This action prompted snowmobile groups to appeal the decision. The Sierra Club then asked for a ruling regarding motorboat use. McGuire responded in November, 1975, standing firm on the ruling that the Forest Service had discretionary authority over the use of motorized vehicles in the BWCA. However, he pushed the ban on snowmobiles back another year to allow the snowmobile groups to exhaust all channels of appeal. Finally, after a review by the Secretary of Agriculture (who had jurisdiction over the Forest Service) and an April, 1976 hearing in Duluth, Minntour and the U.S. Central Ski Association commenced action in U.S. District Court for a declaratory judgment on the secretary's discretionary authority in the BWCA. In January 1977, the court reaffirmed that the Secretary of Agriculture (hence the Forest Service) could determine the extent of motorized travel in the BWCA. However, by this time Earl Butz, Secretary of Agriculture, had decided to close the wilderness to snowmobiles (September 1976).
In 1977, two bills were introduced in Congress in an attempt to resolve the BWCA controversy. Representative Oberstar, whose district included the BWCA, introduced a bill (HR 8722) that proposed to maintain the past system of a portal zone (or National Recreational Area) surrounding a wilderness zone. Logging, snowmobiles, and motorboats would be permitted in the 459,000 acre Recreational Area, whereas the wilderness zone would be fully protected. This bill was supported by most of the residents living near the BWCA. Another bill (HR 2820) was introduced by Donald Fraser. This bill, supported by most environmentalists, designated the entire BWCA as a wilderness area with no motorized vehicles allowed and no logging permitted. Though differences between the bills seemed irreconcilable, Phillip Burton, chairman of the Subcommittee on National Parks and Insular Affairs, submitted a compromise bill (HR 12250). This bill proposed to establish a small (206,644 acres) National Recreational Area and allowed some motor use. Further compromises were attempted, and on at least one occasion Charles Dayton was involved in the congressional negotiations. HR 12250 was finally passed by the House on June 5, 1978.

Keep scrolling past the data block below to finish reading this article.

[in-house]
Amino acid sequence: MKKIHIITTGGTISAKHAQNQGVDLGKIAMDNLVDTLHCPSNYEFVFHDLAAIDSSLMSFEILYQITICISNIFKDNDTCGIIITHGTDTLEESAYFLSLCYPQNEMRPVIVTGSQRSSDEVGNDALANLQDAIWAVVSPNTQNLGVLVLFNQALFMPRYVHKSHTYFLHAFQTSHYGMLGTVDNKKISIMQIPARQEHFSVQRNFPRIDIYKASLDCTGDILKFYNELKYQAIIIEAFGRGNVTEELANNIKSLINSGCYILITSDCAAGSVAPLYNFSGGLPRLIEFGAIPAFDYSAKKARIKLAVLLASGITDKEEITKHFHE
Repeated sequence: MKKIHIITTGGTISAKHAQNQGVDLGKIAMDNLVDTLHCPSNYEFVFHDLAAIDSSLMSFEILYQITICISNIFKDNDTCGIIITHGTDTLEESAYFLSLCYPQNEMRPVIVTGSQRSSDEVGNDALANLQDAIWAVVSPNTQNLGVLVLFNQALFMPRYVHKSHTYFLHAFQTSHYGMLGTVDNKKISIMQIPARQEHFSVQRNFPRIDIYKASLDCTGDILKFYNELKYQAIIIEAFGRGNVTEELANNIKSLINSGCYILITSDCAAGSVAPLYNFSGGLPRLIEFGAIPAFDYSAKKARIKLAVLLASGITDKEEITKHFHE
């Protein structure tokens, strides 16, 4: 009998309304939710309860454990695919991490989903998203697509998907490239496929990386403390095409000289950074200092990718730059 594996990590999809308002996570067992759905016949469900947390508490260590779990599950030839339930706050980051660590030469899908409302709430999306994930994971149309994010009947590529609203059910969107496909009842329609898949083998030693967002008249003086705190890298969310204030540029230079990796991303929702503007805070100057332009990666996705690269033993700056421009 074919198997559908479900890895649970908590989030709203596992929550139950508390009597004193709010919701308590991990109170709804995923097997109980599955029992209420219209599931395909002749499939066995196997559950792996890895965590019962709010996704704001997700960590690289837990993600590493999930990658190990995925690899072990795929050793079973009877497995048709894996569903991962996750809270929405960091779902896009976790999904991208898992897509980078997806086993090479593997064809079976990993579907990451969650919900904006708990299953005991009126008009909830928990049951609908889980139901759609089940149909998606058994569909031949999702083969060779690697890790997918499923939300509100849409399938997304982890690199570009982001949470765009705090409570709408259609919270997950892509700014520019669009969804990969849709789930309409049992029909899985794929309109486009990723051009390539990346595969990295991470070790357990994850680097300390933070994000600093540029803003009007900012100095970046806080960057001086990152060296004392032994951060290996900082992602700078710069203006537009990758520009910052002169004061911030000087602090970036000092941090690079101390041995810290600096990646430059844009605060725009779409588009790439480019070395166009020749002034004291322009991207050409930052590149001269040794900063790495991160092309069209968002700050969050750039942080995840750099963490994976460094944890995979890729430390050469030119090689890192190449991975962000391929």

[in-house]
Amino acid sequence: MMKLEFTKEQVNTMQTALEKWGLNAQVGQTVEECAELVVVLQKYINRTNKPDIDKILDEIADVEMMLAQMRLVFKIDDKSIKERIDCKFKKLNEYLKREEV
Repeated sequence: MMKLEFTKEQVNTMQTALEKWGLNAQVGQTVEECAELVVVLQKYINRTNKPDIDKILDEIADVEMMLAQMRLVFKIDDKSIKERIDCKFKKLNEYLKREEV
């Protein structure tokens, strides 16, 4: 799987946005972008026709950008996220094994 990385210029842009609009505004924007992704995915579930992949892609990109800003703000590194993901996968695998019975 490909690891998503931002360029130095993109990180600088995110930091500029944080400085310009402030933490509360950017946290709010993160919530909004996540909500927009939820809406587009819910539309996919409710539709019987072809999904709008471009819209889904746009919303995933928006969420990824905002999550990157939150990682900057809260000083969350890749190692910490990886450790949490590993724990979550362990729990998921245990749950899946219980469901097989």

A Senate companion bill (S3242) was introduced by Minnesota's Wendell Anderson later that month. This bill was more liberal than the House bill in allowing motors in the BWCA, but in October 1978 a compromise between the two houses was reached and the BWCA Boundary Waters Canoe Area Wilderness Act became law. The act created a BWCA Mining Protection Area, allowed for limited use of motorboats and snowmobiles in the wilderness area, terminated all timber contracts within one year, and provided restitution for resort owners in or near the BWCA.
From the guide to the Charles K. Dayton papers., 1922-1979., (Minnesota Historical Society)
|Dayton, Charles K., 1939- . Charles K. Dayton papers, 1922-1979.
|Minnesota Historical Society Library
|Charles K. Dayton papers., 1922-1979.
|Minnesota Historical Society
|Boundary Waters Canoe Area (Minn.)
|Boundary Waters Canoe Area (Minn.).
|Superior National Forest (Minn.).
|Conservation of natural resources
|Conservation of natural resources
|Forestry law and legislation
|Forestry law and legislation
|Forests and forestry